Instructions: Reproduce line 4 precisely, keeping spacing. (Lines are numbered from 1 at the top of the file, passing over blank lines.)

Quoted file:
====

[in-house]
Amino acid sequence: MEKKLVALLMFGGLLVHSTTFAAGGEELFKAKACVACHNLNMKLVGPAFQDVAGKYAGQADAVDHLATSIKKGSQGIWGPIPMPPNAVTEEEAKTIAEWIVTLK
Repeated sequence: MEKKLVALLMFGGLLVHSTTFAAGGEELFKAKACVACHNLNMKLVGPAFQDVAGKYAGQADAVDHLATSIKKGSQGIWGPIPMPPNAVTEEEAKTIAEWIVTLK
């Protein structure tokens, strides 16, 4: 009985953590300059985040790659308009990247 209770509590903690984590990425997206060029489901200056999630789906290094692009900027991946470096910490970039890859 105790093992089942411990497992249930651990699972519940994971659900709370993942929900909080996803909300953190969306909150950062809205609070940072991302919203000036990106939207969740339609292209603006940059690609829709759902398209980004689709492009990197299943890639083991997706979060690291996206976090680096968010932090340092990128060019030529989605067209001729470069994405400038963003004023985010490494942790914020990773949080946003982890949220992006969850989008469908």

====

């Protein structure tokens, strides 16, 4: 009985953590300059985040790659308009990247 209770509590903690984590990425997206060029489901200056999630789906290094692009900027991946470096910490970039890859 105790093992089942411990497992249930651990699972519940994971659900709370993942929900909080996803909300953190969306909150950062809205609070940072991302919203000036990106939207969740339609292209603006940059690609829709759902398209980004689709492009990197299943890639083991997706979060690291996206976090680096968010932090340092990128060019030529989605067209001729470069994405400038963003004023985010490494942790914020990773949080946003982890949220992006969850989008469908």